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Acceleration of research and implications for research transparency: our summary of the third Biomedical Transparency Summit series webinar

The concluding webinar of this year’s Biomedical Transparency Summit Series, hosted by the Center for Biomedical Research Transparency (CBMRT), took place at the end of last week and explored the impact of the COVID-19 pandemic on research transparency. Presentations from Professor Ida Sim (UCSF Informatics and Research Innovation), Dr John Inglis (Cold Spring Harbour Laboratory Press), Deborah Dixon (Oxford University Press) and Dr Sandy Petty (CBMRT) gave a wide-ranging and insightful look at the learnings.

Rapid sharing of data is particularly important to meet the challenges of the pandemic. But, as Professor Sim highlighted, commitment to sharing individual participant-level data within the research community has been disappointing. In a survey of COVID-19 trial registrations:

  • only 16% indicated a definite intention to share their data
  • only 8% indicated they would share their data within 6 months of publication.

Discussions noted that there may be many reasons for the apparent reluctance to share data, including that researchers may just not know how to go about it. However, the success of digital cohort and citizen science studies indicates that many patients are willing to share their data to accelerate advances in care.

The success of digital cohort and citizen science studies indicates that many patients are willing to share their data to accelerate advances in care.

Dr Inglis brought his experience as co-founder of bioRxiv and medRxiv to the topic of preprints in the pandemic, highlighting how preprint servers have helped meet the need for urgent sharing of new information. Postings of COVID-19 preprints to medRxiv:

  • rose rapidly from the start of 2020, peaking in May with more than 1,600 papers posted that month
  • have accounted for 68% of all preprints posted since January 2020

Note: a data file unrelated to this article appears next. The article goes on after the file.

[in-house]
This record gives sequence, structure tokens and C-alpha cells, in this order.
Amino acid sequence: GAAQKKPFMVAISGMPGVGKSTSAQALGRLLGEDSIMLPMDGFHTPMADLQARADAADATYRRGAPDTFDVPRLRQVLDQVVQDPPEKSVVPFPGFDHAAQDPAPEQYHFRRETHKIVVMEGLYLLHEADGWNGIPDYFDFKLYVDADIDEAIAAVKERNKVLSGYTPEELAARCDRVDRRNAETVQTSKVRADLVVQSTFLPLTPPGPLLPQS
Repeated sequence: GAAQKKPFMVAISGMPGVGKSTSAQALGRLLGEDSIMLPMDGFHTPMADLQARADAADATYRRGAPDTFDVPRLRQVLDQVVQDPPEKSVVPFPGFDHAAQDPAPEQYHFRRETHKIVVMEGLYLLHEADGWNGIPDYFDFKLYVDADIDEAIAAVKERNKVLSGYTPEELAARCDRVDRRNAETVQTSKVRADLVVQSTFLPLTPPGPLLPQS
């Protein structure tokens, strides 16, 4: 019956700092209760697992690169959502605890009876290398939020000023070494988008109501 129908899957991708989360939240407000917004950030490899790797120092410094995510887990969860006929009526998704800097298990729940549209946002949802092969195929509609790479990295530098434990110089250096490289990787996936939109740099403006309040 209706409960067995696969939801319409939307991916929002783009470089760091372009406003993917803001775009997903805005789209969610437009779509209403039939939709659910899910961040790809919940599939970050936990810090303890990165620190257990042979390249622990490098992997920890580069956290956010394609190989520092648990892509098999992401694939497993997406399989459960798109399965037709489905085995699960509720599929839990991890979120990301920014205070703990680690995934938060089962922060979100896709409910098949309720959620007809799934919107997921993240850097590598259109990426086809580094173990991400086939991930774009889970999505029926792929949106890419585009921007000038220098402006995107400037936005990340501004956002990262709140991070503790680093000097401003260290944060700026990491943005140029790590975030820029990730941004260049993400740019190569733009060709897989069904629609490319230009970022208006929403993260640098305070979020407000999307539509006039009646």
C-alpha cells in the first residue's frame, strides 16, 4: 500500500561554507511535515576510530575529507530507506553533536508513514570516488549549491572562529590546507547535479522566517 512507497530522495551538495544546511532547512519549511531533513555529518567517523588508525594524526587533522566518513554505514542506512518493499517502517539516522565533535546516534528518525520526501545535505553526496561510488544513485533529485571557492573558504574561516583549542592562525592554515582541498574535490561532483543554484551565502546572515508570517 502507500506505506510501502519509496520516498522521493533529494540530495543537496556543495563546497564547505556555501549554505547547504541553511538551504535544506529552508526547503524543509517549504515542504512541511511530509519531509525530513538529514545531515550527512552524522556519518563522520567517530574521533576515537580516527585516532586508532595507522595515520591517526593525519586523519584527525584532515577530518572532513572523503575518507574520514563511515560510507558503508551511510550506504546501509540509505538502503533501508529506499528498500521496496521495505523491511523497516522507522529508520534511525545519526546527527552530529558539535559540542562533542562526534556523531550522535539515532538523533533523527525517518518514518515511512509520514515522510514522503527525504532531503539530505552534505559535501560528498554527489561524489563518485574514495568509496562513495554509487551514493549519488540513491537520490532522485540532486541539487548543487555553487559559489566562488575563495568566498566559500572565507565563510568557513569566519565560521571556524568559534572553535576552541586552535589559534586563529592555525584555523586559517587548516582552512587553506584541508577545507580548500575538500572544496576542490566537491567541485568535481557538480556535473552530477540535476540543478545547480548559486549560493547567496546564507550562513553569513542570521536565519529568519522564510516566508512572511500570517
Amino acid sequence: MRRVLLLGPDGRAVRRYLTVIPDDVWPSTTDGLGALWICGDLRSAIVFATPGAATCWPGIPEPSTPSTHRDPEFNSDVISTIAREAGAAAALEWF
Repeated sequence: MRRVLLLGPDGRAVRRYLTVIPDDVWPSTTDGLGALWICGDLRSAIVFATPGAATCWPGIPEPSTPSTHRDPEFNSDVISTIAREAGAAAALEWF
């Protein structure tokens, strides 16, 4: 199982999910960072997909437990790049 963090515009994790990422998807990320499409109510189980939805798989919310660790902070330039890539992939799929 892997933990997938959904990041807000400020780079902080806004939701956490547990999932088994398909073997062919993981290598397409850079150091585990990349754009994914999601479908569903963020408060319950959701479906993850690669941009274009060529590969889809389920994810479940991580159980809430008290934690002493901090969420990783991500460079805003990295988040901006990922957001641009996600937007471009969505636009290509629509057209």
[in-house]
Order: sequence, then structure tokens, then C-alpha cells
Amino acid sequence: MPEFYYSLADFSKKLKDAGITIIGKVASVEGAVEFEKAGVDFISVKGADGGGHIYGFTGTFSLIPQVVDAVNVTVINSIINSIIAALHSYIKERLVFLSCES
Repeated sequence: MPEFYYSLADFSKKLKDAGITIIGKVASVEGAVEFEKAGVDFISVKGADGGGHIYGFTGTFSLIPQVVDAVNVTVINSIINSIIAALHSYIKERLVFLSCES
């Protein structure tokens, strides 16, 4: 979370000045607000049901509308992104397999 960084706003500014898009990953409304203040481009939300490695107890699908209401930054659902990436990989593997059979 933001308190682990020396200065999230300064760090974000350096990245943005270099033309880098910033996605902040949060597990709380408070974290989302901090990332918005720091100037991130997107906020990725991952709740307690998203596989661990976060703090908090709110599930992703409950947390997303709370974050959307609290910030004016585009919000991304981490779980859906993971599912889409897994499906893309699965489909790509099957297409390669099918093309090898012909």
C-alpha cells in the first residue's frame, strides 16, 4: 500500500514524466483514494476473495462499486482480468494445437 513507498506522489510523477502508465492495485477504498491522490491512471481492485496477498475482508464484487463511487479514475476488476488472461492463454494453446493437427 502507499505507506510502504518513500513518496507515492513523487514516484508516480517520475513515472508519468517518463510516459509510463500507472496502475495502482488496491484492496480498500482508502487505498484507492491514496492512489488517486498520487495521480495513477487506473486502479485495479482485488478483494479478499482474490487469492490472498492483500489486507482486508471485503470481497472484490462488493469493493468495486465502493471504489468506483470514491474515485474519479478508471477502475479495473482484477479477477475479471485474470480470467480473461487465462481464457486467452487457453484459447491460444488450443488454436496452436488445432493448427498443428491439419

• have generated >70,000 citations, 1.18 million social media mentions and 38,000 news stories.

For the 30% of COVID-19-related papers that have subsequently been published, the time to publication was substantially quicker than for non-COVID-19-related papers (98 days and 154 days, respectively).

The focus shifted to journals in the presentation by Dixon, who reported that journals relevant to COVID-19 had seen a big increase in workload, with some seeing a >60% increase in submissions and >50% increase in published articles. Review times for COVID-19-related papers have also been accelerated, falling from ~60 days to less than 10 days in the first month of the outbreak (before rising gradually again). Review times for non-COVID-19-related papers initially rose, but then returned to pre-pandemic levels. Important learnings from the pandemic have included the need to expand the pool of peer reviewers and increase the transparency of the review process.

In the final presentation, Dr Petty considered how the acceleration of research associated with COVID-19 has impacted transparency and publication bias. It has been noted that many of the deluge of studies from the pandemic lack the size and quality to provide valuable insights. When these studies are released into the public domain, they often generate disproportionate noise that can erode public understanding and trust in science. Dr Petty emphasised the perils of accelerating research without ensuring transparency on the design and conduct of studies and making data available. She identified key actions to overcome these challenges, including sustained programmes to encourage the transition from small, siloed research to large, well-designed multicentre studies, with data always made available.

Many of the deluge of studies from the pandemic lack the size and quality to provide valuable insights… [but] often generate disproportionate noise that can erode public understanding and trust in science.

Topics covered in the closing panel discussion, chaired by Drs Norbert Tavares (Chan Zuckerberg Initiative) and Annalisa Jenkins (London School of Hygiene and Tropical Medicine), included whether data sharing should become mandatory, with panellists emphasising that, currently, many researchers would find this very challenging in terms of time, resources and know-how. However, it was felt that data sharing and transparency need to be given more emphasis when assessing scientific publications, looking beyond impact factors with their flaws and limitations.

For more information, why not catch up on the full recording of the webinar, or take a look at the slides? You can also read our summaries of the first and second webinars in the series.

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Summary by Ian Faulkner PhD from Aspire Scientific

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With thanks to our sponsor, Aspire Scientific Ltd


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